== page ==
Out-Law News | 12 Feb 2015 | 4:41 pm | 2 min. read
Rosneft, the oil company that is 69% owned by the Russian state, is currently trying to have the EU regulations giving effect to the sanctions annulled by the EU's General Court. However, the High Court said that it was "appropriate" to refer Rosneft's separate UK judicial review to the Court of Justice of the European Union (CJEU) because it was not "confident" that every EU member state interpreted the rules in the same way.
"In a case such as the present, we consider it to be of real importance for there to be consistency and uniformity of application of the provisions of the sanctions regime," the High Court said. "HM Treasury and the [business secretary] have, quite properly, brought to our attention that there is a difference of view as to the meaning properly to be attributed to certain provisions of the [EU regulation] amongst the competent authorities of the different member states."
Although it did not consider Rosneft's arguments in detail ahead of the referral, the High Court said that the points raised by the oil company were "at least arguable". In particular, the High Court said that it was unable to conclude that questions relating to the meaning of 'financial assistance' under the sanctions regime were "not arguable or serious", given the different approaches that member states had already demonstrated.
The High Court gave particular weight to evidence from Christopher Chew, head of policy at the UK government's export control unit. Chew said that some member states had interpreted the phrase "more narrowly" than the UK had; excluding, for example, payment processing services. Part of the reason for this was that the term had never been defined by the EU, nor by other global bodies such as the United Nations, he told the court.
The EU and United States first introduced sanctions against Russia's energy, defence and financial services sectors in July 2014, in response to Russian intervention in Ukraine. Further sanctions were introduced in September. Measures particularly affecting the oil and gas industry include a ban on EU companies providing drilling, well testing and logging and completion services for deep water or arctic oil exploration and production and shale oil projects in Russia. The regulations also ban "financial assistance" for such projects.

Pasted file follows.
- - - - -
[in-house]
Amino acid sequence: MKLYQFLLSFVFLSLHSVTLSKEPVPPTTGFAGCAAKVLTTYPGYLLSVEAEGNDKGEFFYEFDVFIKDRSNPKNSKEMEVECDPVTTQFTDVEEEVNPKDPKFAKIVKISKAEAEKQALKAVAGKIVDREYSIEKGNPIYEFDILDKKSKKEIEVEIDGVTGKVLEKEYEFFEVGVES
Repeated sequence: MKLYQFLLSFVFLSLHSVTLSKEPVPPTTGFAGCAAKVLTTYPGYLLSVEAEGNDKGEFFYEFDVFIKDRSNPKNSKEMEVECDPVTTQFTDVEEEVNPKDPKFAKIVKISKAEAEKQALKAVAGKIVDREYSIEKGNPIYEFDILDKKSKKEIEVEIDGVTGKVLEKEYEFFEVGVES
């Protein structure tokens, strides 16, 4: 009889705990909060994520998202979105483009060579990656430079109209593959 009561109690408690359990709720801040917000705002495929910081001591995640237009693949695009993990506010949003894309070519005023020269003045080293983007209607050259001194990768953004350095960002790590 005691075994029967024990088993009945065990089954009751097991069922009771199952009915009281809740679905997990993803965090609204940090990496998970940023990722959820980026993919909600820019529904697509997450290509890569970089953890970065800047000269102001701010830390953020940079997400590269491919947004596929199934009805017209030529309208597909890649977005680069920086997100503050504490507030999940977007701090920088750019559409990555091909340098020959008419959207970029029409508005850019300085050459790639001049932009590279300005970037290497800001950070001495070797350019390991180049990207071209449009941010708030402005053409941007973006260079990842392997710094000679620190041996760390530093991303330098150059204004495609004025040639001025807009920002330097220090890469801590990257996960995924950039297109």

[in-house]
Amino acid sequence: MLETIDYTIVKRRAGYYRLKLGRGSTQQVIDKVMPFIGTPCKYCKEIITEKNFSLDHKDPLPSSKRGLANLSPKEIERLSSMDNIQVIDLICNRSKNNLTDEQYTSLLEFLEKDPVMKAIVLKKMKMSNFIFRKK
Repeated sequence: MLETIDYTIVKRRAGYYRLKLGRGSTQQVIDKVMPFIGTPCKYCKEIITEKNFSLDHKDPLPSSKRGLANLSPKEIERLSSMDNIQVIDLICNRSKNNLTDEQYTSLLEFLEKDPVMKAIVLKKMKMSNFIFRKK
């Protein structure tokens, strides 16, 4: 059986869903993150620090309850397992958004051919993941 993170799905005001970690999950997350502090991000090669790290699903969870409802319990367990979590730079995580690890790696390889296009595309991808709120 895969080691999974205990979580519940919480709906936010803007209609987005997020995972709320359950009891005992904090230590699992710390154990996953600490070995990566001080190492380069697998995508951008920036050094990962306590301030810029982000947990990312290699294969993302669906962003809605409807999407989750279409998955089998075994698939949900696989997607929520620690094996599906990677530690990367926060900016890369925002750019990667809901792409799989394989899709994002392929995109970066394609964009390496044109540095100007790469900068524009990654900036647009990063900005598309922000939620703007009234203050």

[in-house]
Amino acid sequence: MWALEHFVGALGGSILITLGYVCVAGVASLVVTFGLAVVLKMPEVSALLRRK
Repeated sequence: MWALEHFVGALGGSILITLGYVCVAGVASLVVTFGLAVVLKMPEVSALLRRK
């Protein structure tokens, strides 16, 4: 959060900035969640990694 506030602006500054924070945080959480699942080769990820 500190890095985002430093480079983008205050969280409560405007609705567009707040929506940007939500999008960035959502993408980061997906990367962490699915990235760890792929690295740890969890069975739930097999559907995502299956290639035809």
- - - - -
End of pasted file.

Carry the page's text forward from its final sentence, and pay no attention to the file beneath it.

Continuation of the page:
As part of its legal challenge, Rosneft has claimed that the sanctions violate a 1994 partnership and cooperation agreement between the EU and Russia. It has also argued that parts of the sanctions legislation, particularly those in relation to shale and deep water projects, are "so unclear and uncertain that they violate general principles of law and in particular the principle of legal certainty", according to the terms of the High Court's referral to the CJEU.
Giving a provisional view on the interpretation questions, the High Court said that the terms at issue were "not sufficiently ambiguous to give rise to successful legal challenge". This was partly because there was no universally accepted "technical or geological definitions" of the terms at issue, meaning that it could be said to have been "perfectly reasonable" for the EU to avoid setting definitions of its own.
"Secondly, there is some evidence before the High Court that at least in the vast majority of cases experts in the field would understand the limits of these definitions and that the problems identified by [Rosneft] may hence be more hypothetical than real," the court said in its judgment.